Discussions on Palestinian solidarity, identity in the diaspora
Academics Noor Ali and Jennifer Moghanem led a panel, “Palestine and Palestinians: A Discussion on Solidarity and Identity in Diaspora,” at the American Muslims for Palestine (AMP) Conference: “Reclaiming Our Narrative.”
Session began with a group activity in which attendees were asked to mark on large sheets of paper brief comments about their family’s immigration story: When did they come to the United States, from where and for what reason.
Moghanem discussed the importance of Palestinian led movements, rather than solidarity groups. She discussed the evolution of various Palestine solidarity groups, including General Union of Palestine Students (GUPS), and the transition from Palestine led groups to Palestine solidarity groups post Oslo accords. Two Palestinian-led groups that have remained. The U.S. Palestinian Community Network (USPCN) and the Palestine Youth Movement (PYM).
Moghanem warned about authenticity politics (comparing Palestinian-ness between people based on how much they know about Palestine or how radical they are); we need to recreate our own agency; “We are part of the struggle, we are not in solidarity with ourselves.”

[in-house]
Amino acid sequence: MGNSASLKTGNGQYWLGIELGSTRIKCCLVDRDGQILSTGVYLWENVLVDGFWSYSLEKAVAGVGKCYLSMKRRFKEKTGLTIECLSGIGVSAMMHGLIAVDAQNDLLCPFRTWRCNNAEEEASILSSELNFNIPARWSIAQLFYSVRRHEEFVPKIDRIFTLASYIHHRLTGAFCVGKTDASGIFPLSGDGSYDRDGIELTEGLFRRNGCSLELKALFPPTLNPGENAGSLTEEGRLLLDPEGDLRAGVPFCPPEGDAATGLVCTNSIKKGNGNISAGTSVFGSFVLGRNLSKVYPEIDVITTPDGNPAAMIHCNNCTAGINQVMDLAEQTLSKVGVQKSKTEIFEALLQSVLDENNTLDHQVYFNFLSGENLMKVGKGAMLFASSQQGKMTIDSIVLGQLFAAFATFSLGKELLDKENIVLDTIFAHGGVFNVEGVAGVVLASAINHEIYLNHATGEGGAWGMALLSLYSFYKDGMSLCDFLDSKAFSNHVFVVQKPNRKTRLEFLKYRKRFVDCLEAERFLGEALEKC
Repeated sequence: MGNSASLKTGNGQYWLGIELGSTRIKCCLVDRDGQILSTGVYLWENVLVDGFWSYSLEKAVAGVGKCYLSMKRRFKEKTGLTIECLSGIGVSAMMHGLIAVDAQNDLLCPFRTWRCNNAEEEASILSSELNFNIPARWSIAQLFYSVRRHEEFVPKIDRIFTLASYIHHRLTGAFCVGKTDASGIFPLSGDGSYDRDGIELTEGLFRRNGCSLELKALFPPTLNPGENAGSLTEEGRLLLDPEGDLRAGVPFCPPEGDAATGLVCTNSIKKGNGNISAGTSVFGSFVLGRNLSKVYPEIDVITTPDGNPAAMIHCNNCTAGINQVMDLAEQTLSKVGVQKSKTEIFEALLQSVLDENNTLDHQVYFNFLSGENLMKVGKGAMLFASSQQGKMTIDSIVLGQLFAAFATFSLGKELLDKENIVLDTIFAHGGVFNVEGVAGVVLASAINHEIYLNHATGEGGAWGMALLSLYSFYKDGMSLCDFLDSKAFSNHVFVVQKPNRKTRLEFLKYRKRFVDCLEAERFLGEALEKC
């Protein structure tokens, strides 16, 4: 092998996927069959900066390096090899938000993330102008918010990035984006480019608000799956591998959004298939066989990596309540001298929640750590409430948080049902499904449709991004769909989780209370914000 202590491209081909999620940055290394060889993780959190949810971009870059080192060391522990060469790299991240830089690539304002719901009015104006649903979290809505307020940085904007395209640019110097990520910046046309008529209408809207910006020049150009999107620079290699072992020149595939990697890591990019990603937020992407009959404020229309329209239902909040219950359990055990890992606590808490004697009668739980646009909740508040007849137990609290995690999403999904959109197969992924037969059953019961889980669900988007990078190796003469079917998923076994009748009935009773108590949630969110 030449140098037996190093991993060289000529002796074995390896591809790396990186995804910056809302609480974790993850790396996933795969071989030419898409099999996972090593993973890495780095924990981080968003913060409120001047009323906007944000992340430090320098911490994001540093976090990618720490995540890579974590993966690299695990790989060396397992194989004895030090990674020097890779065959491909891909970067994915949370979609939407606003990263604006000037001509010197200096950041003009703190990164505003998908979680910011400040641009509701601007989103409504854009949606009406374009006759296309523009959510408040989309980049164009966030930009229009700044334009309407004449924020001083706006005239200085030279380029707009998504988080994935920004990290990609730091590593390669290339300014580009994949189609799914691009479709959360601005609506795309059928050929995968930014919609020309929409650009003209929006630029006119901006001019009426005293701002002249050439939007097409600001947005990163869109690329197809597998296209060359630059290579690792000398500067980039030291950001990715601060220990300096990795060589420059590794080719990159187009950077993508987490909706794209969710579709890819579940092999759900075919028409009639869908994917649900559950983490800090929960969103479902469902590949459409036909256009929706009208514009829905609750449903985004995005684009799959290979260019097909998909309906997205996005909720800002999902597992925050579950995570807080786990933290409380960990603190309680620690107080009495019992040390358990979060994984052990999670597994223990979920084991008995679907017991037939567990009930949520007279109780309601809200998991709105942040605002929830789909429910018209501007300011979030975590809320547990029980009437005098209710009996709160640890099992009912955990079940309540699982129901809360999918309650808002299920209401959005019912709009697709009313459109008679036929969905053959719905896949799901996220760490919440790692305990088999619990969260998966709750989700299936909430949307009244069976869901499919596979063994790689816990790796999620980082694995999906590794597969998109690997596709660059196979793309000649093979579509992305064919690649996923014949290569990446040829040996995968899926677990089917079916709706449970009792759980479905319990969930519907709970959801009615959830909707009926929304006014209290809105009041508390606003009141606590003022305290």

“As Palestinians we need to be the protagonists of our own struggle,” she added.
She discussed the problems that arise when we only focus on the humanitarian aspect of the conflict instead of also having political aspirations. She said, Palestinians need to be think about long term goals for the liberation of Palestine.
She ended with addressing the need to focus on connecting local struggles to Palestine because the success of the liberation movement depends on the successes of other vulnerable populations.
“Working locally helps us build a transnational struggle,” she said.
The session ended with another group activity, which give students the chance to learn from one another.